George Dance RA (1741 - 1825)

RA Collection: People and Organisations

The architect George Dance the Younger was the son of George Dance the Elder (c.1694-1768), who was also an architect and is best-known for designing the Mansion House (1739-52) for the Lord Mayor of London. Alongside his brother Nathaniel, Dance the Younger spent six years in Italy studying Roman antiquity and absorbing the emerging style of neo-classicism. There he won the gold medal of the Accademia di Belle Arti, Parma, in 1763 with a design for a public gallery and, in 1764, was admitted to the Accademia di San Luca in Rome.

Dance’s father had strong connections in the City of London, as a member of the Merchant Taylors’ Company and clerk of the City works, which proved useful to his son’s early career. Soon after returning from Italy in 1765 Dance the Younger won a commission to redesign the church of All Hallows, London Wall, and, after his father’s death in 1768, he succeeded him as clerk of the City works (together they held the office from 1733-1815), and also became master of the Merchant Taylors’ Company.

Dance’s City work combined designing public buildings, and town-planning schemes. Dance’s major London building was Newgate prison (1770-84), which stood next to his Old Bailey sessions house (both were demolished in 1902). In the City of London, Dance also designed St Luke’s Hospital on Old Street, two debtors’ prisons and part of the Guildhall (including the new south façade combining Gothic and Indian styles). Few of Dance’s ambitious urban planning projects were realised, although his Finsbury Circus and St George’s Circus continue to shape the London cityscape. Dance’s City responsibilities restricted his other public commissions, but these included the Shakespeare Gallery in Pall Mall, where the publisher John Boydell exhibited the paintings of Shakespearean subjects that he commissioned from the leading artists of the day. Dance also undertook a limited amount of work designing or altering country houses, largely on behalf of London clients.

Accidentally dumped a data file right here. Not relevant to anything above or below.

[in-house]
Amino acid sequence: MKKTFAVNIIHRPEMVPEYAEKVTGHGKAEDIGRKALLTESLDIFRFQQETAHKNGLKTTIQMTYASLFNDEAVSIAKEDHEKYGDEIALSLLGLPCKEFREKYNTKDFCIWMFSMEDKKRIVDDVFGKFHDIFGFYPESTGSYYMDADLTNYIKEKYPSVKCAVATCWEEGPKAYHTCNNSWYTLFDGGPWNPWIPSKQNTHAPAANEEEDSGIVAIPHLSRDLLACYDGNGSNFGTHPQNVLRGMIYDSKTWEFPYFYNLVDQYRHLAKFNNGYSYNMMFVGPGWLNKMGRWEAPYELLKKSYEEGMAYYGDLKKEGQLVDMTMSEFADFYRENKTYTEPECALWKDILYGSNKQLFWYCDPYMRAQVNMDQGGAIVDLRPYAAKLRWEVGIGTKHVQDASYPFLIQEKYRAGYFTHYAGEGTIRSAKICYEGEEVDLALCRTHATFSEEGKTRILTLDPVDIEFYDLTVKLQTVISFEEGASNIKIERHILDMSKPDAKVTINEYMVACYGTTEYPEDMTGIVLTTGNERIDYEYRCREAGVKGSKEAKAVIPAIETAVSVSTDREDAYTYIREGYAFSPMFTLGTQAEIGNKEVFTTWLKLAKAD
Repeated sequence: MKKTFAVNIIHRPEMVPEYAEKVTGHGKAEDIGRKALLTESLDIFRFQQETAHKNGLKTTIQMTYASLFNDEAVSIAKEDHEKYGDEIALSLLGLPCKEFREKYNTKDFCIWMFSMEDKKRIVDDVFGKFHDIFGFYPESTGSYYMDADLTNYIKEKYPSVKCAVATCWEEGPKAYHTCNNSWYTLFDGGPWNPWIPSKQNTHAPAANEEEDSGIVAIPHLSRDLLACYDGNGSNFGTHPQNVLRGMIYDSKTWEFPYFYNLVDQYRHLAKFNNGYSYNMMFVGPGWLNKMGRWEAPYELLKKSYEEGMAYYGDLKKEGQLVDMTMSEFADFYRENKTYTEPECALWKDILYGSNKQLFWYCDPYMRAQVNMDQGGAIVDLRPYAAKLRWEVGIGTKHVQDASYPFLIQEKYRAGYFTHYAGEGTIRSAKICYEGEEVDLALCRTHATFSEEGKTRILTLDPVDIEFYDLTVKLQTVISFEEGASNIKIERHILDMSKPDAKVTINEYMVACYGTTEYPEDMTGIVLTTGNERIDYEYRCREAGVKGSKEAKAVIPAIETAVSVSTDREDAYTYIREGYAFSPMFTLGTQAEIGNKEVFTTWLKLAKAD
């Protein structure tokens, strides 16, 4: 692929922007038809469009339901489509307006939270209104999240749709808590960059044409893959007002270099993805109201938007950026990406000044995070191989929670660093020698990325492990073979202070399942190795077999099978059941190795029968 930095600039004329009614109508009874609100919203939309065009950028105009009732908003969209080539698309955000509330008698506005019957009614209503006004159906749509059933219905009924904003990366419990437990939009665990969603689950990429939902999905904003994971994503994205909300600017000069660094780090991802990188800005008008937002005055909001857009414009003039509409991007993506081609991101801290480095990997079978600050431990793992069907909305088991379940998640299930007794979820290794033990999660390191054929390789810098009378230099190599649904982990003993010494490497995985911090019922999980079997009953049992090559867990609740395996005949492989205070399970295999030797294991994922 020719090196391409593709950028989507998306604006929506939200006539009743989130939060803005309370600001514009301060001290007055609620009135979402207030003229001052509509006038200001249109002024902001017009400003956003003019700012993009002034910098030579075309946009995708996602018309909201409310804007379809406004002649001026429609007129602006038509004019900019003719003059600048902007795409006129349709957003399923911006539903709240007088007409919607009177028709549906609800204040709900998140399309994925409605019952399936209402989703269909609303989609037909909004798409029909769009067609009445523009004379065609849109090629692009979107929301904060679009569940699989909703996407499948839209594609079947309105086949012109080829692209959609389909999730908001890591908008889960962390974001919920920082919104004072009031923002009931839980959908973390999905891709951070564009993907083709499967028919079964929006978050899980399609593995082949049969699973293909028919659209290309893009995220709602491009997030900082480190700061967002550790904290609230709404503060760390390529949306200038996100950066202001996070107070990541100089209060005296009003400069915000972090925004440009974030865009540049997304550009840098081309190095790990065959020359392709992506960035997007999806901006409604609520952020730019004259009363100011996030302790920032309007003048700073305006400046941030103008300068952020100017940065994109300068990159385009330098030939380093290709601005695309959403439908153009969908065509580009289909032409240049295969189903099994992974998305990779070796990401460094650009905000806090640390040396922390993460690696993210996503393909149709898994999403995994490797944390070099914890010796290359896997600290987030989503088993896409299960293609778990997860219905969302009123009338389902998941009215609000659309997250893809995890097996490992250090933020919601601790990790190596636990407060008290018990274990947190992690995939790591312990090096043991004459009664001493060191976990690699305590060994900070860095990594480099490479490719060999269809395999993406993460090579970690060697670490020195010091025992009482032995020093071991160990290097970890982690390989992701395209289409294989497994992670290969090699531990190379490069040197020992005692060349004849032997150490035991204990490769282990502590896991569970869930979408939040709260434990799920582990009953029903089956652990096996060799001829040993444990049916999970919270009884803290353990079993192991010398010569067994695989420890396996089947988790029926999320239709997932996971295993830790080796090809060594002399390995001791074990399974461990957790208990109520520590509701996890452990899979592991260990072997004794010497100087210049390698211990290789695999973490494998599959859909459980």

Dance was a Founder Member of the Royal Academy in 1768 where, although he seldom exhibited, he contributed much in terms of practical help and advice. In 1798 Dance succeeded Thomas Sandby as Professor of Architecture at the Academy, although he failed to deliver any lectures and resigned in 1806. Dance was a man of diverse interests and, in his spare time, he made a series of distinctive profile portraits of his fellow Academicians (now in the RA collection) which constitute a unique record of the Regency artistic establishment. A selection of these profiles was etched and published from 1809 by William Daniell.

After his death in 1825, Dance was buried in the crypt of St Paul’s Cathedral between the graves of his fellow Academicians Benjamin West PRA and Henry Fuseli RA, befitting his considerable impact on the built environment of Georgian London.


Royal Academician

Foundation Member

Born: 1741 in London, England, United Kingdom

Died: 14 January 1825

Nationality: British

Elected RA: 10 December 1768

Professor of Architecture: 1798 - 1805

Gender: Male

Preferred media: Architecture, Illustration, and Cartooning

Works by George Dance in the RA Collection

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Works after George Dance in the RA Collection

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Works associated with George Dance in the RA Collection

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Associated books

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Associated archives

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